Last weekend, 39 people were shot in Chicago. Where is the outrage. I guess black folks only get upset if the shooter is non-black!
    When is Rev. Al Sharpton going to speak out on black on black violence?

    March 22, 2012 at 7:29 pm | Report abuse |
  2. ricardo

    zimmerman looks like a south american with indian roots

    March 22, 2012 at 7:31 pm | Report abuse |
  3. ohbehave

    Go out in fear???? What? This was a freak, rare tragedy. The #1 most dangerous thing to a young black man is other black men... BY FAR!!!
    Asians and whites are the LEAST of a black man's worries!!! To think otherwise is to be insanely delusional.
    Ask yourself this: How many black men have been shot by a white guy since this story broke three weeks ago. I'm guessing ONE at the hands of a foolish Zimmerman.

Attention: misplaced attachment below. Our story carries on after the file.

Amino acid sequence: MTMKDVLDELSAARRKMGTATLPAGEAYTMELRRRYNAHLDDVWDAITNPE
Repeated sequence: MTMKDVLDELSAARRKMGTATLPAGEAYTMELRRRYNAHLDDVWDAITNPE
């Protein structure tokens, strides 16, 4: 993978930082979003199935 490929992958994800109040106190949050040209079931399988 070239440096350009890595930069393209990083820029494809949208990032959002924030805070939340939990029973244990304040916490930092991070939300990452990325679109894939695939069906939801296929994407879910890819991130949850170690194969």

Now, how many black men have died at the hands of black men in the past three weeks. I'm guessing more than 30!!!! (way more)

    March 22, 2012 at 7:32 pm | Report abuse |
  4. ricardo

    is obama anglo or afro is mix.

    March 22, 2012 at 7:33 pm | Report abuse |
  5. Hurry

    Let's go ahead and kill this killer, not trial, no lawyer, no judge ...... you folks are crazy about revenge aren't you? Now you know how others feel when blacks go into an area and kill people.

    March 22, 2012 at 7:40 pm | Report abuse |
  6. bn